Autoimmune disease occurs when immune cells 'go rogue' and attack healthy parts of the body, instead of attacking infectious microbes. There are over 100 different autoimmune diseases, which affect 5-10% of the population and are a major cause of chronic disease in our society. Without a cure, individuals afflicted by these diseases face ongoing clinical care based on suppressing the whole immune system. Current clinical practise treats the symptoms of disease rather than the cause because we don’t have a way to identify and eradicate the individual cells of the immune system that have gone rogue.

Our group has developed innovative cellular genomics technology incorporating single cell sequencing and multi-parameter flow cytometry to identify and isolate self-reactive rogue B cells from patients with the autoimmune diseases Sjögren’s syndrome and lupus. This research has uncovered therapeutic targets and allowed us to track the evolution of these disease causing B cells.

We are currently recruiting enthusiastic students who are interested in using cutting-edge genomic technology to learn about fundamental mechanisms of the immune system and impact treatment strategies and outcomes in patients with autoimmune diseases.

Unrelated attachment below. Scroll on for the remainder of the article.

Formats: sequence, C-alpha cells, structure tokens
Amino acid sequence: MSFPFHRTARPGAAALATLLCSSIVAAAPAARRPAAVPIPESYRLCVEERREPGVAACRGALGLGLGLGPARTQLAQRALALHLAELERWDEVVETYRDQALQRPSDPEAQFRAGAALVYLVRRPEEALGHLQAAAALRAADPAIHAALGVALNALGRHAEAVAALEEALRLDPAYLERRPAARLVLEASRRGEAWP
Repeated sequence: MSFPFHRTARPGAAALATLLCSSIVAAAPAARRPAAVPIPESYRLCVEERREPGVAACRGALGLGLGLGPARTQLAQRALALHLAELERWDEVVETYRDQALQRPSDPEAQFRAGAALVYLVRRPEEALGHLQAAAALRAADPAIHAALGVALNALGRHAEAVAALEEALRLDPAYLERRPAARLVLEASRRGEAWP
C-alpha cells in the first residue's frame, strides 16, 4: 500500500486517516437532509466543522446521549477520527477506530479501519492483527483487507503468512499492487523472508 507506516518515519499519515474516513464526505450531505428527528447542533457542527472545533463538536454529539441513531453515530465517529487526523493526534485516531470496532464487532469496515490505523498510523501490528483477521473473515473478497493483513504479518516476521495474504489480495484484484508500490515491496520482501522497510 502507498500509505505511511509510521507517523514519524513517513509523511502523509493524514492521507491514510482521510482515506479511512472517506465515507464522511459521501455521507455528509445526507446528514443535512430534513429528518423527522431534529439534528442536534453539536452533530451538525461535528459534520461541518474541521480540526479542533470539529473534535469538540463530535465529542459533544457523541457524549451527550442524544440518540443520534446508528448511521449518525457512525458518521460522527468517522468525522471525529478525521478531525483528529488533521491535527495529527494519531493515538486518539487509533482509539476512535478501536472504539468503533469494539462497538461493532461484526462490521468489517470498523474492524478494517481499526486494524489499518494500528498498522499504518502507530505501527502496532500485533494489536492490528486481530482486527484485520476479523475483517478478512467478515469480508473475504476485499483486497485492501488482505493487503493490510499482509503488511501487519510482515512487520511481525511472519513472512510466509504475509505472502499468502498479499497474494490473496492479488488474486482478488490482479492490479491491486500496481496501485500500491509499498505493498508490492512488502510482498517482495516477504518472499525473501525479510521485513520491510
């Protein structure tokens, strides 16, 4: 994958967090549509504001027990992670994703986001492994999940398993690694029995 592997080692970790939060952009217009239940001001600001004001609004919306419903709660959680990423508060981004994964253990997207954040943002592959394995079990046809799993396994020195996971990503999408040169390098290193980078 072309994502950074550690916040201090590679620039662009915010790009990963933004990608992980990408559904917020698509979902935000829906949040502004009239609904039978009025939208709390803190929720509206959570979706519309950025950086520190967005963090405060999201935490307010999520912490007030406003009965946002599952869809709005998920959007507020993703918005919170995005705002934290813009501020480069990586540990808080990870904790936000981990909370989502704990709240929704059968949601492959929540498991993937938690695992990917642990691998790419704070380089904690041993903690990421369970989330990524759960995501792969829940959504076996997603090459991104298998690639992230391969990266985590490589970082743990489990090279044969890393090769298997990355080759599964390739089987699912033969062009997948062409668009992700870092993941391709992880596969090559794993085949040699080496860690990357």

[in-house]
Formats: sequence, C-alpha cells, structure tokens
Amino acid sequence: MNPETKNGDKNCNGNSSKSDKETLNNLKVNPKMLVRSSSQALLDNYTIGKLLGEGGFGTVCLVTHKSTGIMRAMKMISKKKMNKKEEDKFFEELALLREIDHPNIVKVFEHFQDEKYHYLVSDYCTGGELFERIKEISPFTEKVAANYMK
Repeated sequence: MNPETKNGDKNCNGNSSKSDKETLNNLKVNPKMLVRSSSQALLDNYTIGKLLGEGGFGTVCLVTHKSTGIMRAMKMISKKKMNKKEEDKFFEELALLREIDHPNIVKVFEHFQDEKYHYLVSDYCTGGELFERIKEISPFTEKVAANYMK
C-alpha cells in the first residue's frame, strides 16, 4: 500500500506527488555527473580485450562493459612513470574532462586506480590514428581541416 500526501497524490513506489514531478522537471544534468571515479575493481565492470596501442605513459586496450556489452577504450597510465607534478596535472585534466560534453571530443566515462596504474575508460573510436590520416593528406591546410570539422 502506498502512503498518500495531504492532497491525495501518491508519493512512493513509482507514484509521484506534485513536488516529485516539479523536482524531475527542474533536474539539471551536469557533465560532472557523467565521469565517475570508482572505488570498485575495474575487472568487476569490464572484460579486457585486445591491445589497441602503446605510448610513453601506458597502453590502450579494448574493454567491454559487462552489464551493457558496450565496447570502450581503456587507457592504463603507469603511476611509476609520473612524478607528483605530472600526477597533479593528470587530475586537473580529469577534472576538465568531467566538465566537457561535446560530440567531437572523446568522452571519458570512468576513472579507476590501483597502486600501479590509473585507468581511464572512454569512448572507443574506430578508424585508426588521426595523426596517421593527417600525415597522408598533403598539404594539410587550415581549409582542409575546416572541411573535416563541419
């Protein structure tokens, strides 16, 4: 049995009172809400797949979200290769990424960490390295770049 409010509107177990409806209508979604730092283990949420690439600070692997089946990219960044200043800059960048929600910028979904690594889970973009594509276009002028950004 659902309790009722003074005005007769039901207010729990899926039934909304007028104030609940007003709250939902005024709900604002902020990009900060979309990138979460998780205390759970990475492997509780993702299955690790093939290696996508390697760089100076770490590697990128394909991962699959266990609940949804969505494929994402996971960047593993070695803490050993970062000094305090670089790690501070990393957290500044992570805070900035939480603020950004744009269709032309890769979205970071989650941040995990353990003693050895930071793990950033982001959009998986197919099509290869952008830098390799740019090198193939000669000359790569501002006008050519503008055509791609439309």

My Research Supervision


Supervision keywords


Areas of supervision

PhD, honours and UROP positions available. 

 

Project: Using genomic technology to study the rogue cells that cause autoimmune disease

Discipline: Immunology

Project level: PhD/Honours

Supervisor: Prof Chris Goodnow & Dr Joanne Reed

Project commencement: Variable

Summary: Autoimmune disease occurs when immune cells "go rogue" and attack healthy parts of the body, instead of attacking infectious microbes. There are over 100 different autoimmune diseases, which affects 5-10% of the population and are a major cause of chronic disease in our society. Without a cure, individuals afflicted by these diseases face ongoing clinical care based on suppresing the whole immune system. Current clinical practice treats the symptoms of disease rather than the cause because we don't have a way to identify and eradicate the individual cells of the immune system that have gone rogue. Our group has developed innovative cellular genomics technology incorporating single cell sequencing and multi-parameter flow cytometry to identify and isolate rogue B cells from patients with the autoimmune diseases Sjogren's syndrome and lupus. This research has uncovered therapeutic targets and allowed us to trace the evolution of these disease causing cells.

We are currently recruiting enthusiastic students who are interested in using cutting-edge genomic technology to learn about fundamental mechanisms of the immune system and impact treatment strategied and outcomes in patients with autoimmune diseases.

Contact: Dr Joanne Reed at j.reed@garvan.org.au


Currently supervising

PhD students

International visiting students

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Location

Garvan Institute of Medical Research

Contact

+61292958480

ORCID as entered in ROS